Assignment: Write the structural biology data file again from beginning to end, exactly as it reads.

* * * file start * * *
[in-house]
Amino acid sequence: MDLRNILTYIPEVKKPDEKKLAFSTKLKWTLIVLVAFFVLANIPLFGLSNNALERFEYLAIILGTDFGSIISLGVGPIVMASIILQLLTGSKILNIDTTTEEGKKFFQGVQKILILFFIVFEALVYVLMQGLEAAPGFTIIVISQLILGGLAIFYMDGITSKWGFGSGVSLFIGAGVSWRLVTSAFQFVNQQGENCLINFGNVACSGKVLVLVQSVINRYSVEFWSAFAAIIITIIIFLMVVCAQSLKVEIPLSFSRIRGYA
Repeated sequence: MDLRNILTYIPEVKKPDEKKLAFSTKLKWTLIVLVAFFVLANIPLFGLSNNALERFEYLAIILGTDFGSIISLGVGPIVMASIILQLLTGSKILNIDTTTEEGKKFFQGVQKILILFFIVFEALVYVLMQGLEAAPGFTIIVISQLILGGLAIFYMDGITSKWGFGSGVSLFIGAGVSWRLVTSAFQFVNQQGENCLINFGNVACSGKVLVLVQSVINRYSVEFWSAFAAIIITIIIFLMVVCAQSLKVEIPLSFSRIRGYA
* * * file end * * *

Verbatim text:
[in-house]
Amino acid sequence: MDLRNILTYIPEVKKPDEKKLAFSTKLKWTLIVLVAFFVLANIPLFGLSNNALERFEYLAIILGTDFGSIISLGVGPIVMASIILQLLTGSKILNIDTTTEEGKKFFQGVQKILILFFIVFEALVYVLMQGLEAAPGFTIIVISQLILGGLAIFYMDGITSKWGFGSGVSLFIGAGVSWRLVTSAFQFVNQQGENCLINFGNVACSGKVLVLVQSVINRYSVEFWSAFAAIIITIIIFLMVVCAQSLKVEIPLSFSRIRGYA
Repeated sequence: MDLRNILTYIPEVKKPDEKKLAFSTKLKWTLIVLVAFFVLANIPLFGLSNNALERFEYLAIILGTDFGSIISLGVGPIVMASIILQLLTGSKILNIDTTTEEGKKFFQGVQKILILFFIVFEALVYVLMQGLEAAPGFTIIVISQLILGGLAIFYMDGITSKWGFGSGVSLFIGAGVSWRLVTSAFQFVNQQGENCLINFGNVACSGKVLVLVQSVINRYSVEFWSAFAAIIITIIIFLMVVCAQSLKVEIPLSFSRIRGYA